JOHN R. JONES, one of the oldest residents of Ashley, was born in Monmouthshire, South Wales, April 28, 1832, a son of John and Ann (Lewis) Jones. The father, who was a wheelwright, reared a family of sixteen children, of whom our subject is the fourth in number, and the only one living. Mr. Jones was educated in South Wales, and at the age of seven years began working about the mines. In 1851 he came to America, where he has been engaged in mining at Dover, N.J.; Johnstown, Ohio; Coalfield, Va.; Johnstown, Ohio; Holidaysburg, Pa.; Minersville, Pa.; Scranton, Pa. (eight and a half years); Summit Hill, Pa.; Dutch Town, Pa. After keeping a saloon in Hazleton, Pa., for nine months, he moved to Ashley, where he followed mining until 1891, when he retired from active life. He has made three visits to Europe since coming to America. He enlisted in both emergency calls during the Civil War. December 8, 1851, Mr. Jones married Miss Ann, daughter of Reese and Mary Edwards, of Wales, and by her had one child, George, who is in Wales. In 1857, he was married to Mrs. Ann Harper, daughter of John and Betsy (Fowler) Russell, natives of Wales, and widow of John Harper, by whom she had two children: Sarah (Mrs. William White), and Elizabeth (Mrs. William Richards, Grass Valley, Cal.). Of this union were born four children, viz: William, who died in Cuba at the age of thirty-one years; John R.; Ellen (Mrs. Isaac Collborn), and Isaac, brakeman, of West Pittston. Our subject was married, the third time, December 17, 1874, to Mrs. Susanna Harding, daughter of John and Hannah (Blunt) Platt, natives of North Wales, and widow of Robert Harding [by whom she had two children: Hannah (Mrs. Samuel Kindred), and John, machinist, of Altoona, Pa.], and by her had one child, Annie, who died at the age of eight years. Mr. Jones is a steadfast Republican in his political views.

JOHN R. JONES, merchant, Ashley, was born in Hyde Park, Pa., October 17, 1862, and is a son of John R. and Ann (Russell) Jones. He was educated in the public school at Ashley. He worked eight years about the breaker, sixteen months as brakeman on the P. & L. E. R. R., at Pittsburgh; four years and nine months as brakeman on the C. R. R. of New Jersey. He lost his left leg November 6, 1888, and in the following year engaged in his present business. March 18, 1886, Mr. Jones married Miss Matilda, daughter of Edward and Catherine Goff, natives of Ireland, and by her has three children: Annie, Edward, and Matilda. He is a Republican in his political views.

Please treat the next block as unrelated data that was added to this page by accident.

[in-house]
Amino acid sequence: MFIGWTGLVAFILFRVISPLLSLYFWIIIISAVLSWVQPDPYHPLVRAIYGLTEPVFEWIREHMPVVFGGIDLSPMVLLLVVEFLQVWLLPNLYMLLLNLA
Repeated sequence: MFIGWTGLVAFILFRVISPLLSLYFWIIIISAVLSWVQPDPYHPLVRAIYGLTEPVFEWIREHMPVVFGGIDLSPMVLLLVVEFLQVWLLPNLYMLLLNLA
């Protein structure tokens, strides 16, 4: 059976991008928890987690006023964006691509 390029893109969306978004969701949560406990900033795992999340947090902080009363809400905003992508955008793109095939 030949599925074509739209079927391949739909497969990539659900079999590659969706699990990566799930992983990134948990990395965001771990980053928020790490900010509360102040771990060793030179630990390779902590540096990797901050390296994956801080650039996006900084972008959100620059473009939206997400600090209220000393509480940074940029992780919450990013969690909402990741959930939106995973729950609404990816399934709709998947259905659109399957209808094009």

JOHN R. JONES, druggist, Miners Mills, was born in Monmouthshire, England, December 11, 1868, and is a son of William R. (Edwards) Jones. He was educated in the common schools, and embarked in life working about the mines, which he followed five years; he then engaged in the drug business, which he has since followed. In 1890, he engaged in business for himself. Mr. Jones was married February 19, 1890, to Miss Jennie, daughter of Thomas M. Reese, formerly of Miners Mills; they have one child, Willard. He and wife attend the Baptist Church, at Parsons, of which Mrs. Jones is a member; he is a member of the K. of P., I. O. O. F., I. O. R. M., and the Sons of Temperance, and politically he is a Republican.

JOSIAH M. JONES, engineer at Washington Colliery, Plymouth, was born in Northumberland County, Pa., April 20, 1864, and is the eldest in the family of eight children of Abram E. and Mary (Morgans) Jones, also natives of Pennsylvania. Our subject was reared and educated in Luzerne County, and until 1887 did general work about the mines. He then began firing at the Washington Colliery, continuing at same until 1891, when he was given charge of a pair of slope engines, which he has since operated. Our subject was united in marriage, June 20, 1887, with Lizzie, daughter of Jacob and Elizabeth Williams, natives of Pennsylvania. Two children have come to this union: Deborah, born January 13, 1889, and Jacob, born September 12, 1891. The family attend the English Baptist Church. Politically, Mr. Jones is a Republican, and he is a member of the Knights of Pythias.